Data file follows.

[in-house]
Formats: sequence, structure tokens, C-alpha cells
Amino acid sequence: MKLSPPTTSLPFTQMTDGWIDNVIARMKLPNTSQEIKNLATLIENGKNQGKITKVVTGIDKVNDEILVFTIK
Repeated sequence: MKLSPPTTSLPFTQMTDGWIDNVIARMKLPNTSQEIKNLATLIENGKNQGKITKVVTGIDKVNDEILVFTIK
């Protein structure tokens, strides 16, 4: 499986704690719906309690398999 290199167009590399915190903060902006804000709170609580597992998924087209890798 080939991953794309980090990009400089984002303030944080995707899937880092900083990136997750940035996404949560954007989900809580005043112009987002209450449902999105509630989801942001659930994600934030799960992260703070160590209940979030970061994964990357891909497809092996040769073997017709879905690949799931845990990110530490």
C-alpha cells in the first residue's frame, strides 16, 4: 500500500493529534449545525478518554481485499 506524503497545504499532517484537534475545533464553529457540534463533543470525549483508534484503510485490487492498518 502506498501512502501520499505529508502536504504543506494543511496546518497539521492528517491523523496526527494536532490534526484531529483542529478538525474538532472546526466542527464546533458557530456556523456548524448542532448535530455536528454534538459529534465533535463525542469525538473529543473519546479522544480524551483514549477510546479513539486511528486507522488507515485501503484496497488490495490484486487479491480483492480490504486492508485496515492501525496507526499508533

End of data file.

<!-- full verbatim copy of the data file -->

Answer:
[in-house]
Formats: sequence, structure tokens, C-alpha cells
Amino acid sequence: MKLSPPTTSLPFTQMTDGWIDNVIARMKLPNTSQEIKNLATLIENGKNQGKITKVVTGIDKVNDEILVFTIK
Repeated sequence: MKLSPPTTSLPFTQMTDGWIDNVIARMKLPNTSQEIKNLATLIENGKNQGKITKVVTGIDKVNDEILVFTIK
């Protein structure tokens, strides 16, 4: 499986704690719906309690398999 290199167009590399915190903060902006804000709170609580597992998924087209890798 080939991953794309980090990009400089984002303030944080995707899937880092900083990136997750940035996404949560954007989900809580005043112009987002209450449902999105509630989801942001659930994600934030799960992260703070160590209940979030970061994964990357891909497809092996040769073997017709879905690949799931845990990110530490």
C-alpha cells in the first residue's frame, strides 16, 4: 500500500493529534449545525478518554481485499 506524503497545504499532517484537534475545533464553529457540534463533543470525549483508534484503510485490487492498518 502506498501512502501520499505529508502536504504543506494543511496546518497539521492528517491523523496526527494536532490534526484531529483542529478538525474538532472546526466542527464546533458557530456556523456548524448542532448535530455536528454534538459529534465533535463525542469525538473529543473519546479522544480524551483514549477510546479513539486511528486507522488507515485501503484496497488490495490484486487479491480483492480490504486492508485496515492501525496507526499508533